The tasting was glorious as well; it took place in a beautifully appointed bar that suggested a steampunk vibe. After exploring the gift shop, Matt and I took a leisurely stroll through the trails on the grounds. It was hard to leave such a lovely place.

Glenns Creek Distilling

After we left Castle & Key, we turned to the right to see the warehouses our tour guide told us to look for — even though we should’ve turned left to head back to our hotel. I’m glad we went a different way because we had a fun, unique, and spontaneous experience.

We passed two large warehouses that were marked as the original home of the Old Crow Distillery, and next to them was another building with signage that read “Glenns Creek Distilling.” Matt said the place looked sketchy, and I agreed that it was rough around the edges. We stopped anyway. 

The guy working the front desk offered us and the people who walked behind us into the narrow, crowded foyer three tastes for $10. I tried their original bourbon, called “OCD #5” (OCD — Old Crow Distillery — get it?), as well as a bourbon made with chocolate barley and another made with a 100% corn mash. They were good whiskeys, but the prices were a little higher than I wanted to pay, particularly at that point in the weekend.

But the real magic happened after the tasting was over. The employee told us about one of the bourbons (which I would’ve tried if I’d heard the story before) that the company believes is the only bourbon using the original Old Crow recipe. They call it ¡Cuervito Vivo! (The Little Crow Lives!).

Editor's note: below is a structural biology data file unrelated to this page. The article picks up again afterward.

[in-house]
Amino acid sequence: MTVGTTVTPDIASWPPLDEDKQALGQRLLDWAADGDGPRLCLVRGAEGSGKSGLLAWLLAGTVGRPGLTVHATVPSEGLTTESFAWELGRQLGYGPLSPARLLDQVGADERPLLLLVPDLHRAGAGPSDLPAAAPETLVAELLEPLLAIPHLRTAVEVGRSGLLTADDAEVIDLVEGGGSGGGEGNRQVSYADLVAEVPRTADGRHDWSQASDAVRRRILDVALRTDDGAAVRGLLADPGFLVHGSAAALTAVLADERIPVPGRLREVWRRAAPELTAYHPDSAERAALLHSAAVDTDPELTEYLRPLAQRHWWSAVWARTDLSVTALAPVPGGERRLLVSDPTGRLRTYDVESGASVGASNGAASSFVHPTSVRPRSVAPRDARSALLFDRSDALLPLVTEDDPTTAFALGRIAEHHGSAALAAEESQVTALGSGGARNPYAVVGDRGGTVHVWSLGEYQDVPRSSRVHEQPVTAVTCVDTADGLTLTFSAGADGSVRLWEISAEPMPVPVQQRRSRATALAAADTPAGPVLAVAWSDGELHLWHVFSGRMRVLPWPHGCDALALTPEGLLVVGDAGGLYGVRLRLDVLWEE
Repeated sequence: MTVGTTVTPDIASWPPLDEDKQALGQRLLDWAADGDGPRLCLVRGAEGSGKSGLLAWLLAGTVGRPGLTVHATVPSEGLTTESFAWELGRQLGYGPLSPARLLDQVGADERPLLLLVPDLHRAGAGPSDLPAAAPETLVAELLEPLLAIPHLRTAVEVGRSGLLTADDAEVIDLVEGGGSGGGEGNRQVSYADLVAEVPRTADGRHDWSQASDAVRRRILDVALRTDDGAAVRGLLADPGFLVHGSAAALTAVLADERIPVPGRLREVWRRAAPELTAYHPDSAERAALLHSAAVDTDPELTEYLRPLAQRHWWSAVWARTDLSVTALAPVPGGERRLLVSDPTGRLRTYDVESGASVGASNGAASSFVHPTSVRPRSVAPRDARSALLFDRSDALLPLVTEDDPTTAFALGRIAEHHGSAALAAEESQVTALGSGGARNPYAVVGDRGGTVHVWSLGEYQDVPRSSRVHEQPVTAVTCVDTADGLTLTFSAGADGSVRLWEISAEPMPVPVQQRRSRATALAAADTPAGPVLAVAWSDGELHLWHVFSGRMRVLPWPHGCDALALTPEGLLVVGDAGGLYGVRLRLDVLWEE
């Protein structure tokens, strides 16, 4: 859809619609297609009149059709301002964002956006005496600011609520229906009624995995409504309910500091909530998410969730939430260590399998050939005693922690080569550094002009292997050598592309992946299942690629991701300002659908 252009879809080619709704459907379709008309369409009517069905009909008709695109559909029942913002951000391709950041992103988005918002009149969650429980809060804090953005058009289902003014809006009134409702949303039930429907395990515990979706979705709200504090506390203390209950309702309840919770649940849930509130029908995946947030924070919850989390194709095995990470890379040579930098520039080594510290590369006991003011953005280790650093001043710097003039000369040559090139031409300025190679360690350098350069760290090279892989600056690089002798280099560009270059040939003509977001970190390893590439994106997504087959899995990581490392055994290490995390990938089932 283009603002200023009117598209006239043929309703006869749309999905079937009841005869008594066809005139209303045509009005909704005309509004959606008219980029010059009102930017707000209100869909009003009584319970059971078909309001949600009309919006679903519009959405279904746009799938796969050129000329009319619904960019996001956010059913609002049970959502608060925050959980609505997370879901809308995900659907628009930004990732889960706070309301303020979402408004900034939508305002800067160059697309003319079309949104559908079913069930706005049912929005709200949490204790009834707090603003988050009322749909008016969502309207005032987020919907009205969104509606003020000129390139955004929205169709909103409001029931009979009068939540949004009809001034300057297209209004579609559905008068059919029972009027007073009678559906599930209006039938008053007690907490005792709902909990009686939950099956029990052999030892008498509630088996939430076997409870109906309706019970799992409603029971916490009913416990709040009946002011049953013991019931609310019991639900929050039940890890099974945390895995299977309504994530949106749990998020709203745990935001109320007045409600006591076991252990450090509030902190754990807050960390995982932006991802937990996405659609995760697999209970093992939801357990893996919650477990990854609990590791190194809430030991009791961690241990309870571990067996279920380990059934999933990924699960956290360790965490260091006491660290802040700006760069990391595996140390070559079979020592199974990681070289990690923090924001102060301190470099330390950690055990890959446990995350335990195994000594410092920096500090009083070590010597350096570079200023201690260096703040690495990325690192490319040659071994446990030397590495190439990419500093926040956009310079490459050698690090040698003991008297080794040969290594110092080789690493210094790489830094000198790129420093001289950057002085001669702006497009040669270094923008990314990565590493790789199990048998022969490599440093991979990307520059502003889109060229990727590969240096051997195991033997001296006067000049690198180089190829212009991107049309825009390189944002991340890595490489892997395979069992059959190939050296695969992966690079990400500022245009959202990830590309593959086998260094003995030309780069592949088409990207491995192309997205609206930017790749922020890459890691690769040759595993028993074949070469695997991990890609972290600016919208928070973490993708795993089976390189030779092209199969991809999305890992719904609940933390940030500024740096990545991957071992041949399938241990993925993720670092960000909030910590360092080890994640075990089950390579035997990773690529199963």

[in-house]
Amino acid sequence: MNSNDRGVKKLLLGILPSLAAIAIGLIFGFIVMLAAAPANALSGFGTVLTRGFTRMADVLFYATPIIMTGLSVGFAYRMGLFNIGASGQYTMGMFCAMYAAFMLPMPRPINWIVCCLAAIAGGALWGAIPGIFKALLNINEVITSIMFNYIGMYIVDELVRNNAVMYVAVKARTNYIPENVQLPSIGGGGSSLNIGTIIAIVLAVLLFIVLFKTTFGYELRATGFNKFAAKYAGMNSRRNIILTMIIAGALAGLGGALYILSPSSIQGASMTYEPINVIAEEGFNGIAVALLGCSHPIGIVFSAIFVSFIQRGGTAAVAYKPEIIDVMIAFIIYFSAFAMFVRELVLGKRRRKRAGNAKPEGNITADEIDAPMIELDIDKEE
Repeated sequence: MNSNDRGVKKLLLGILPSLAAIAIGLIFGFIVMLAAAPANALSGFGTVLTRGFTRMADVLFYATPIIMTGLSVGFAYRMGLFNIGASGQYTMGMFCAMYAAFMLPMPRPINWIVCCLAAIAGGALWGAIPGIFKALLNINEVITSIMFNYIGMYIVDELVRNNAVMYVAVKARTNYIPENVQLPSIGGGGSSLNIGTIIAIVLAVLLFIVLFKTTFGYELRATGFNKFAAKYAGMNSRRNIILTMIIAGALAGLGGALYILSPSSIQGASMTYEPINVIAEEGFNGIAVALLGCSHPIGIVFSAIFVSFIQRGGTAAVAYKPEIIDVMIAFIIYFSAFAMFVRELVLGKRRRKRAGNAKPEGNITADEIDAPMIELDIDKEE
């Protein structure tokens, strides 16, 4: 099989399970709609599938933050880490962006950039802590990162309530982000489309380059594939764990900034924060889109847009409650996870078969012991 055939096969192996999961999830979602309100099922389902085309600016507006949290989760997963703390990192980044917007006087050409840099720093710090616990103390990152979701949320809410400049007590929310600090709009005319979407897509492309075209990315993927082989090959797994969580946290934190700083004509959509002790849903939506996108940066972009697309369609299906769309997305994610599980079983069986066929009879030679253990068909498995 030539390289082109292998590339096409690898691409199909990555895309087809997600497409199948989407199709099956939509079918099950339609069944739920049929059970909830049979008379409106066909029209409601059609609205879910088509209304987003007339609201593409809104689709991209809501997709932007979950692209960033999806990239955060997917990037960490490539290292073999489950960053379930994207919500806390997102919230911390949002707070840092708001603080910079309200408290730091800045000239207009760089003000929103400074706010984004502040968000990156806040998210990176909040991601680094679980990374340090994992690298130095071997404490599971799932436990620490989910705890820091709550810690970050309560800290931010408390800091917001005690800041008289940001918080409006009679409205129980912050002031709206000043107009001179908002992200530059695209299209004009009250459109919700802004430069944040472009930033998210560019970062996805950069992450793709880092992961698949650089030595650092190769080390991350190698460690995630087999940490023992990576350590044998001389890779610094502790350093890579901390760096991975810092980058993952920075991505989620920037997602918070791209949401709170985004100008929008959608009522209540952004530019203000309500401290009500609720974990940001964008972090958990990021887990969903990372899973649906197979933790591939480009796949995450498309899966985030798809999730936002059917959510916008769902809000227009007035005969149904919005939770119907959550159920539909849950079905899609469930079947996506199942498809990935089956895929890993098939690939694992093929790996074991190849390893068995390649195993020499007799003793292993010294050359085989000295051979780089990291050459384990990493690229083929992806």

Here’s where the story gets even better. Glenns Creek received a cease-and-desist letter not too long ago, but it wasn’t from Jim Beam, the current owner of the Old Crow brand. The letter came from Jose Cuervo, which wants Glenns Creek to avoid the Cuervito branding, even though Jose Cuervo makes tequila and not bourbon. Oddly enough, Jim Beam sent Jose Cuervo a trademark warning in 2011 over the crow in its branding. 

After hearing that story, Matt and I both had to buy a bottle of ¡Cuervito Vivo! It was our way of sticking it to the man.

On our way out the door, another employee met us in the parking lot and struck up a conversation. When he asked us what we bought, we told him about our ¡Cuervito Vivo! rebellion. I told him that I was going to work the story into one of my columns, so he asked me who I write for. When I told him, he revealed to us that he’s a somewhat regular PJ Media reader as well as a volunteer in GOP politics and Tea Party activism in Kentucky.

And that’s our trip (in other words, I won’t bore you with our drive home). But before you go, I want to take a minute to let you know how much I appreciate your support as a PJ Media reader. Your loyalty allows me to write deeper dives and longer pieces like this.